Thursday, November 1, 2018

Dr. Nithya Sunder on talking to teens about sexual consent

Nithya Sunder, MD
Recently, the idea of consent has been in the news and can be very confusing for teens. It is also a topic that both parents and teens find difficult or uncomfortable to discuss. It is natural for teens to be curious about their bodies, sex, and sexuality so parents should be prepared to talk about sex to help their children make informed decisions. It is absolutely fine to discuss abstinence and encourage teens to wait to be sexually active until they are in a relationship with respect, commitment and love, but parents still need to be ready to answer teens' questions. The American Academy of Pediatrics (AAP) notes that teens are more responsible in their sexual behavior when their parents communicate openly with them. Not talking about sex with teens does not guarantee they will not be curious or will not experiment.  by the AAP has resources for parents on how to talk to them about dating and sex.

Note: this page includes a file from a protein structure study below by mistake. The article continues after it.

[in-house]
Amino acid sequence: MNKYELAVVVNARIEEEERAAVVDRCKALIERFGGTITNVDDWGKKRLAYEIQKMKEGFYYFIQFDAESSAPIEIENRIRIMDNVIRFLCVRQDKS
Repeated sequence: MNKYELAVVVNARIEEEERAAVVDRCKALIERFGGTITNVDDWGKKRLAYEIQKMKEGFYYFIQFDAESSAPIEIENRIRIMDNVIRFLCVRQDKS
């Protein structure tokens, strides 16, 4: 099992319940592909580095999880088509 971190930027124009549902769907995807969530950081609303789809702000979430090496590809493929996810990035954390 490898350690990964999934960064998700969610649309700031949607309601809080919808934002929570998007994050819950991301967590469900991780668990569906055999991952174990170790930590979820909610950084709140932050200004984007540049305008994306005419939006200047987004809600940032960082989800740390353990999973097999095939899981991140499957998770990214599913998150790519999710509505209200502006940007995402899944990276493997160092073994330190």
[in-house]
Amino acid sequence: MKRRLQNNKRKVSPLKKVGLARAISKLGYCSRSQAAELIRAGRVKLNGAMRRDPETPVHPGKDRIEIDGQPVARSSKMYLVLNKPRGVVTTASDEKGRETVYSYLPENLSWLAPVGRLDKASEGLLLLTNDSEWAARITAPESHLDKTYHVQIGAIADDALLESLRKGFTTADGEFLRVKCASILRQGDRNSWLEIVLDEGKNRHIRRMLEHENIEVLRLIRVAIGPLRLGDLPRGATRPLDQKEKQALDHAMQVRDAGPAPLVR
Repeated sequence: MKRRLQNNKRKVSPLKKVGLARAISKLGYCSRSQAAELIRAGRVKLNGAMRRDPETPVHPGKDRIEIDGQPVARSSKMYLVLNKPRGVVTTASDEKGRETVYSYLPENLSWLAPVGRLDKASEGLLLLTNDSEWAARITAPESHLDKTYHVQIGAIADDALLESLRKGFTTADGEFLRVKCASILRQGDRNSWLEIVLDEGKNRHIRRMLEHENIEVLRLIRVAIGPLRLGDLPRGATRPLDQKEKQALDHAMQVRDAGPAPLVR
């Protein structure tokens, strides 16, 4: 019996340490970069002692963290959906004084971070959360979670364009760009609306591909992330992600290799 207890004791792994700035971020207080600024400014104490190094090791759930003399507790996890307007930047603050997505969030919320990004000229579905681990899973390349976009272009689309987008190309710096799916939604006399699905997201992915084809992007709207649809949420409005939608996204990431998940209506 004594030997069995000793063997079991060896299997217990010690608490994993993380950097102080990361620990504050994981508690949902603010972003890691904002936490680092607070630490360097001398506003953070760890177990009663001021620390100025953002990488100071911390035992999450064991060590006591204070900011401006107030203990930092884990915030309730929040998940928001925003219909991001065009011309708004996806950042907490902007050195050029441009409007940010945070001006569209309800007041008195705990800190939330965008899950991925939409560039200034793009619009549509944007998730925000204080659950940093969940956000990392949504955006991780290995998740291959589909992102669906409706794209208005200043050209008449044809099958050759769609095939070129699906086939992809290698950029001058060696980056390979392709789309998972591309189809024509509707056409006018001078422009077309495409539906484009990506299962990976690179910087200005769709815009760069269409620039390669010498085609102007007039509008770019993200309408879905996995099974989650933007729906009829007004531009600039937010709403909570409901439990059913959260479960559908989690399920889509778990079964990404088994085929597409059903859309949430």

Part of teaching respect includes teaching consent. Teens need to understand that they have the right to say no but they also need to respect any potential partner's right to say no at any step of sexual activity. The video below was circulated by the Thames Valley Police in the UK and helps discuss consent in a likely more comfortable way for teens and parents alike: